What’s the latest update on fats, oils & grease (FOG) – responsible for those infamous ‘fatbergs’ in the UK? Aquatech Online reports from the recent FOG Summit.
A tough time for small business
Liverpool: a mecca of music, fierce football rivalry, historic docks and the host of the 2022 European FOG (fats, oils, and greases) Summit.
The Eurovision Song 2023 will have a tough act to follow as this year's event brought together utilities, solution providers and the food serving establishments (FSE) to the iconic Titanic Hotel on Liverpool's docks.
Despite The developing energy crisis gripping most of Europe inevitability became centre of attention.
So soon after the global pandemic, FSEs are once again facing a tough battle and while aware of the importance of FOG, it is not as high on their priority list as it was 12 months ago.
I was contacted by a member the other day, his electricity was going from £800 a month to £8000 a month.
Speaking at the opening session of the summit said, Andrew Crook, president of the National Federation of Fish Friers, said: "Things are tough at the moment. Businesses have got a lot of extra costs that obviously we've not been able to budget for - they're spiralling out of control.
"I was contacted by a member the other day - his electricity was going from £800 a month to £8000 a month."
The true damage of the energy crisis is yet to be seen and its impact on FSEs will most likely result in rising energy bills. Despite this, Crooks added that water companies are still encouraging FSEs to implement fog management systems.
"It is a tough time for small businesses and then we are getting visits from water companies and our members have been asked to add a FOG management system. They have a couple of conversations on social media and then often they opt for a metal box from eBay, which does sort of a job, but it's not ideal.
"There are businesses out there that just can't afford £3000 for a grease removal unit," Crooks said.
FOG lessons, the hard way
Last year, FOG made the headlines when Mitchells & Butlers Leisure Retail, which owns pub and restaurant chains including Toby Carvery, Harvester and Miller & Carter, was ordered to pay more than £90,000 after FOG found its way into the Thames Water sewer network in Oxfordshire.
Jennie Smith, director of building maintenance and environmental compliance at Mitchells & Butlers gave an update on what the company has done since the historic prosecution.
"Off the back of the prosecution, I sought and received approval from our board to spend £7 million putting grease removal units into our entire estate," she said.
However, 18 months on Smith said the company is yet to begin the programme, citing confusion over the performance of the current FOG management systems and awaiting the incoming PAS standards.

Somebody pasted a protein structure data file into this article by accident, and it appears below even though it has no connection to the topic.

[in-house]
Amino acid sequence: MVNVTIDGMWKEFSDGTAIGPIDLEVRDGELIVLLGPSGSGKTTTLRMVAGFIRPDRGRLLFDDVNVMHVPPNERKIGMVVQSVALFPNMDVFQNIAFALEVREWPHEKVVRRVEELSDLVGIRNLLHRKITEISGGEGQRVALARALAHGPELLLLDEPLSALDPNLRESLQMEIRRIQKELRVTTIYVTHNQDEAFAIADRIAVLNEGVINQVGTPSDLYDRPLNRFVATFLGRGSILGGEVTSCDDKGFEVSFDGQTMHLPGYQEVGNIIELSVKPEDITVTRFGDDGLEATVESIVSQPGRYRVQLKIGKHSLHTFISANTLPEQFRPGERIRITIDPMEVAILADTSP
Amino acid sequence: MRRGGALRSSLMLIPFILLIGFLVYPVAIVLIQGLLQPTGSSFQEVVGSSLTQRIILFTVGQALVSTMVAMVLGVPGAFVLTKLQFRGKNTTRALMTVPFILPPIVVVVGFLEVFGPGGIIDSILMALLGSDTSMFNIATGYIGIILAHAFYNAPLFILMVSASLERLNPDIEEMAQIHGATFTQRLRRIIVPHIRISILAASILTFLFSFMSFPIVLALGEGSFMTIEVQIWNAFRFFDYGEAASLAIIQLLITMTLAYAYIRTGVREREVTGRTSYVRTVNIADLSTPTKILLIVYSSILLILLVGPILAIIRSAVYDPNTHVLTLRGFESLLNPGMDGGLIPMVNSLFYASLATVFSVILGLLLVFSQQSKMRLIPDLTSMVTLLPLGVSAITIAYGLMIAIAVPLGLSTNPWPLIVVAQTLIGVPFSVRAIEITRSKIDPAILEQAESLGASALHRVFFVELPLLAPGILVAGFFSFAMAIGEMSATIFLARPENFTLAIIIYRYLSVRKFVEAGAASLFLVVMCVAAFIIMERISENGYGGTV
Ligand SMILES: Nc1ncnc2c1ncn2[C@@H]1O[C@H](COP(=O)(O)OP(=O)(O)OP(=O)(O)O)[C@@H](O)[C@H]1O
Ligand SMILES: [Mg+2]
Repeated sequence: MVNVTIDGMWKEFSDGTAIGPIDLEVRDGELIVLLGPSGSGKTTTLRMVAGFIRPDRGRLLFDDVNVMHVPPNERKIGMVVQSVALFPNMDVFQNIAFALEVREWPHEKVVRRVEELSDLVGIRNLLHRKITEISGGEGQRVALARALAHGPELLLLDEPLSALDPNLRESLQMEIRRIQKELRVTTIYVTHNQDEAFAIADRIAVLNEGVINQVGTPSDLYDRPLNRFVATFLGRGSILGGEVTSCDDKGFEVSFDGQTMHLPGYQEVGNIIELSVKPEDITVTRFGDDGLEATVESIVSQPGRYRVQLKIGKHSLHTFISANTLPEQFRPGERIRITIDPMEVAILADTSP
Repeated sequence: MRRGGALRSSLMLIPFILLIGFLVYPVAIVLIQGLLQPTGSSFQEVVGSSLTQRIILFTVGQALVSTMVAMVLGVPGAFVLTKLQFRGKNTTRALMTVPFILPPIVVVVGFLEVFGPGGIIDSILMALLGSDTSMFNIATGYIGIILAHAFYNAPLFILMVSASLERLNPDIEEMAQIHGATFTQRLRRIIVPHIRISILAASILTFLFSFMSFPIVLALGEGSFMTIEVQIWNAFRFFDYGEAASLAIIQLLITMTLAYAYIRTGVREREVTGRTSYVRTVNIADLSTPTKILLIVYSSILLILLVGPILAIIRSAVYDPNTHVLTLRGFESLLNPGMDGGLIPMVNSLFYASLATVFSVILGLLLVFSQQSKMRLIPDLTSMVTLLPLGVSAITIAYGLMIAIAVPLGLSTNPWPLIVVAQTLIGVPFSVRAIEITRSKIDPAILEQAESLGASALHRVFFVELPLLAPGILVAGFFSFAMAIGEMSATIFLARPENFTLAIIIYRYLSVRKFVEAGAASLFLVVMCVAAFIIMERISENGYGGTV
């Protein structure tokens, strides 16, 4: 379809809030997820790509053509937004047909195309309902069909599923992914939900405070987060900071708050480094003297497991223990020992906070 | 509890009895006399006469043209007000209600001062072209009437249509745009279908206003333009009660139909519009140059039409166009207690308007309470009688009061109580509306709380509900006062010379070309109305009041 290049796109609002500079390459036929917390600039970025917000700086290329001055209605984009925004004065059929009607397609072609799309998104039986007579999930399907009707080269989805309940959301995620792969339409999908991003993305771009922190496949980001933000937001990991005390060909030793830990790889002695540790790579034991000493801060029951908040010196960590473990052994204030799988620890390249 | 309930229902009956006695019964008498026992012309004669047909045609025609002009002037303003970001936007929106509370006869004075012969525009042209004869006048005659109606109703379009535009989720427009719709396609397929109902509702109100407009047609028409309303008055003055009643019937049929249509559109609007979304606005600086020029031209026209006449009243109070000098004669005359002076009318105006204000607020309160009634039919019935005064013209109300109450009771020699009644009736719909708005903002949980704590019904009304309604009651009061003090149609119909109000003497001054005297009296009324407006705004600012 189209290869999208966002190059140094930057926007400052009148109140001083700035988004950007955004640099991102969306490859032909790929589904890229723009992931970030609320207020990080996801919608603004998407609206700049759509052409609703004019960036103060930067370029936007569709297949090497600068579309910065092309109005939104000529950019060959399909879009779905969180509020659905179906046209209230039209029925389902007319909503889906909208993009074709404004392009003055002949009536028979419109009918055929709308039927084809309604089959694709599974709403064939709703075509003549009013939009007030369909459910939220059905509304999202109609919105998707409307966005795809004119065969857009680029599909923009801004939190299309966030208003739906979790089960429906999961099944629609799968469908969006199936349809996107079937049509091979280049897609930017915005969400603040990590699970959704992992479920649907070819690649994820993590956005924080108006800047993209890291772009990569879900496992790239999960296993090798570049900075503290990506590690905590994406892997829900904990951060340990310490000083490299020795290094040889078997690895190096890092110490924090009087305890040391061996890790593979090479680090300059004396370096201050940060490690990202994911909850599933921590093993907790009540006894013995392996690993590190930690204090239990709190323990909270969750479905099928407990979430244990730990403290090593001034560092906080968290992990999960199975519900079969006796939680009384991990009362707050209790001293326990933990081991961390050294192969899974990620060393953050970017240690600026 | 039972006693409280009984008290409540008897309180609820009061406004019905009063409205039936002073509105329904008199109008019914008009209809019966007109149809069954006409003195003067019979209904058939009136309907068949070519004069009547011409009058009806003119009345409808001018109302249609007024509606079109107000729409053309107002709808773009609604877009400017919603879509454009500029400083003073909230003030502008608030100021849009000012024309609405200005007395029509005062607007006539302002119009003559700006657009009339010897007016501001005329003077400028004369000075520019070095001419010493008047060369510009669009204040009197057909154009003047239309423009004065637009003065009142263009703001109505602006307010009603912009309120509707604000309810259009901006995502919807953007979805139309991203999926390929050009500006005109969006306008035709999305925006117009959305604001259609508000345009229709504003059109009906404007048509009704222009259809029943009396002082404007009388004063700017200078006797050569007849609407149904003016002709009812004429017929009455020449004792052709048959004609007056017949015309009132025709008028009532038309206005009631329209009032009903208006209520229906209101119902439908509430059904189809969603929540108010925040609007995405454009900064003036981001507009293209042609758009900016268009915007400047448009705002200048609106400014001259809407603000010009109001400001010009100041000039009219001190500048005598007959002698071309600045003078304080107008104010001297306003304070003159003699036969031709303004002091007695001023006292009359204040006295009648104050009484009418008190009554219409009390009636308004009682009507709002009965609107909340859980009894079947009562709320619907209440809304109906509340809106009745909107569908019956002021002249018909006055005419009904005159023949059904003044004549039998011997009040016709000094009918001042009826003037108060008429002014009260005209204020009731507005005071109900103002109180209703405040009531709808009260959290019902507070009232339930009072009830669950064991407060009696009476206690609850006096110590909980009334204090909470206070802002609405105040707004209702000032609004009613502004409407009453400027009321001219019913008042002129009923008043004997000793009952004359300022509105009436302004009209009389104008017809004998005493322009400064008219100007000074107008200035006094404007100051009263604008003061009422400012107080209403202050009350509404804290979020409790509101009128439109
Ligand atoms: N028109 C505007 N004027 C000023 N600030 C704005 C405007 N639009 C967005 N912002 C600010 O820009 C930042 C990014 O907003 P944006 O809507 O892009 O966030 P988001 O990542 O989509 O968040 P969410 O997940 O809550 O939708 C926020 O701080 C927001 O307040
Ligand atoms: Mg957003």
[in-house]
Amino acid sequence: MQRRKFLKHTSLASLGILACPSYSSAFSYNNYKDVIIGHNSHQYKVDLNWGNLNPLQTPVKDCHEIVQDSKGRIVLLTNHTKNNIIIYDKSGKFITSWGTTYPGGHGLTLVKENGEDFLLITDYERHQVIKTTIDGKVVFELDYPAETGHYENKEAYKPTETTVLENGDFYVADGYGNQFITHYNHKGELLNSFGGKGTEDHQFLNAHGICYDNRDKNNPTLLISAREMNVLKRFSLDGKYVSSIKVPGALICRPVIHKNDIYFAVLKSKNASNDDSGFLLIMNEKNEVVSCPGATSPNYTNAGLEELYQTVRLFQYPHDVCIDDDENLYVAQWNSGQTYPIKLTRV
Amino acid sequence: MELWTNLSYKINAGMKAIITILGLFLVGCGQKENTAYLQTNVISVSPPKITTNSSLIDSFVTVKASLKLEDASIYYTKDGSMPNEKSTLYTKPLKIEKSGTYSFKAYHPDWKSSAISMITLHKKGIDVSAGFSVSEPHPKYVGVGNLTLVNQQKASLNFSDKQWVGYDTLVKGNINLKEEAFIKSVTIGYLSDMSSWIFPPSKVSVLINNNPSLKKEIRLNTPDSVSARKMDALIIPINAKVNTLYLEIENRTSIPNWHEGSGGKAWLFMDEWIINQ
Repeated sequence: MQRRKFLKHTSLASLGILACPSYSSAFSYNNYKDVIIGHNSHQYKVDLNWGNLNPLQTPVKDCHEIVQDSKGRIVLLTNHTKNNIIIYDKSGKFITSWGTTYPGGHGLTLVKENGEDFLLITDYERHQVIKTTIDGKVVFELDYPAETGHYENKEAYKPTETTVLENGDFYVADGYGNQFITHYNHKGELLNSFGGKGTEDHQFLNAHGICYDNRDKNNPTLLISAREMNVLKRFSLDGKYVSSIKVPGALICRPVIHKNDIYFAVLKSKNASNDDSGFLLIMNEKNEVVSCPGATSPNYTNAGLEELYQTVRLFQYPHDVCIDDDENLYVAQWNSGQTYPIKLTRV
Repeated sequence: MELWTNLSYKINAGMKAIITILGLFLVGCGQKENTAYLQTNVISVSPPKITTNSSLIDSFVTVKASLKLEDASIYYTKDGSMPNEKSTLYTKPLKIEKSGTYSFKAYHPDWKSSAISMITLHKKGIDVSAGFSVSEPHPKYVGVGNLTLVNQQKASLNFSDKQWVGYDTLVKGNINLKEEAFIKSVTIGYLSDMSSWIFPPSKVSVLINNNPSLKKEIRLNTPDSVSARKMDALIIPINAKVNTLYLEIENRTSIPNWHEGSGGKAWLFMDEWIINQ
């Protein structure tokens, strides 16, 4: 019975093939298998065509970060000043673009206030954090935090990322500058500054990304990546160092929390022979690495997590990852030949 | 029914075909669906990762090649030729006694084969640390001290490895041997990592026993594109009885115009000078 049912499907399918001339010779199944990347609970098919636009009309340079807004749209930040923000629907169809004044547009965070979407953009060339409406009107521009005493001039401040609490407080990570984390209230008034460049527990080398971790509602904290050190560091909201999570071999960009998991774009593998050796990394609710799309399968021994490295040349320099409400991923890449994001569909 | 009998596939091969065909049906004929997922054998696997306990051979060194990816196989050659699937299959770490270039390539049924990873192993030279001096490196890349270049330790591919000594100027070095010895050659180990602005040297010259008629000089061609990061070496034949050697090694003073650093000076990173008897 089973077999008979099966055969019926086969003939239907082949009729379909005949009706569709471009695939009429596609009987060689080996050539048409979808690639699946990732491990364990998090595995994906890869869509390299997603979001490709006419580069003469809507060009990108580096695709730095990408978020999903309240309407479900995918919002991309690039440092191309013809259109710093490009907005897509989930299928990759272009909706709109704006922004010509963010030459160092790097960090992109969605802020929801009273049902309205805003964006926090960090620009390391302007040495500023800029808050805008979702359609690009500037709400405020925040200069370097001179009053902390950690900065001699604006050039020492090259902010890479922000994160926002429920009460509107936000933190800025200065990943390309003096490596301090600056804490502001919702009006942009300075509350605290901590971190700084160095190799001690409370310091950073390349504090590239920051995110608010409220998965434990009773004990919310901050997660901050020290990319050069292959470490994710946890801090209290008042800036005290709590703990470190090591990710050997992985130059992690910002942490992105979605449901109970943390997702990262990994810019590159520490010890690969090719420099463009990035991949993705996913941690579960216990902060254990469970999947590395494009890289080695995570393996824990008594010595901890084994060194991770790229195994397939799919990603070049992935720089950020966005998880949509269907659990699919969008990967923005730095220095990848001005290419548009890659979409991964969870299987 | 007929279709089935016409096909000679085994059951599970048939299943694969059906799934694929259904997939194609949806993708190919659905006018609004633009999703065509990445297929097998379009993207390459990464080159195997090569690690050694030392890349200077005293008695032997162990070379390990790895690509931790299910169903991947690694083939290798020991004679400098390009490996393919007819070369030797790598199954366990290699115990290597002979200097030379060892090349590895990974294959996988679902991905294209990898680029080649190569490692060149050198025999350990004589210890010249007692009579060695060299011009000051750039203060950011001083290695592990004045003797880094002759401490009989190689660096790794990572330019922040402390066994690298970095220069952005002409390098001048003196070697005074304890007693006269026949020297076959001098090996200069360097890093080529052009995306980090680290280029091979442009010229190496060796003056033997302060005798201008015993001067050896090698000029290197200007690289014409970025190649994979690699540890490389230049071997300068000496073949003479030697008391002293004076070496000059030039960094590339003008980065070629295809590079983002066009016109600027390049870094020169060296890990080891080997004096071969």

Every manufacturer will tell you that its machine is best, it's the only one that works and is 99 per cent efficient.
"You go out to the market, as we did, you do a request for information (RFI) and you say, come and tell us about your grease removal kit.
"Every manufacturer will tell you that its machine is best, it's the only one that works and is 99 per cent efficient. But actually, there is no standard, there's no certification, there's no real transparency over what those machines do and how they work," she said.
Passing the 'fatberg' parcel
Speaking on behalf of the solution provider, Robert Menzies, director of GreaseTech Drainage Solutions said there’s a need for more dewatering sites in the UK for companies to effectively tackle FOG and a need for an actual circular economy.
He said: "There isn't one at the moment [a circular economy], there's no value in the FOG and that's where we need a stronger policy from the water companies.
"If we've got a tanker driving around the country with 5,000 gallons in it, 2,000 will be fat and 3,000 will be water. So 70 per cent of the water travelling around the country is a waste of fuel."
While the UK may currently lack standards for FOG systems, many providers' systems are tested against other countries' regulations.
Education is absolutely critical.
For example, FOG systems looking to enter the US market will be tested by the Plumbing & Drainage Institute, using hot water and melted pork lard. This comprises 13 tests and must achieve a 90 per cent retention of the fat with 10 per cent allowed to go into the sewers.
Edward Palin, UK sales director at Filta Group called for more education to properly tackle the challenge
"Education is absolutely critical,” he said. “There are about 407,000 commercial kitchens in the UK. If you imagine four people working in each one, you have two million working on the front-line handling FOG."
Filta Group runs the FOG Smart programme to help educate FSEs on FOG best practices.
Unity is needed, now more than ever
One of the key messages of the event was summarised by former BBC science editor, David Shukman.
In his keynote speech, Shukman called for unity in the FOG community and urged the sector to work together to solve this growing challenge.
While there is a long road ahead in the fight against the environmental challenge of FOG with the incoming PAS standards on the horizon, the hospitality and solution providers are slowly coming together.
Change is coming, the question is how quickly? The standards are urgently needed to be ironed out, implemented and enforced to make a difference in a challenging economic environment.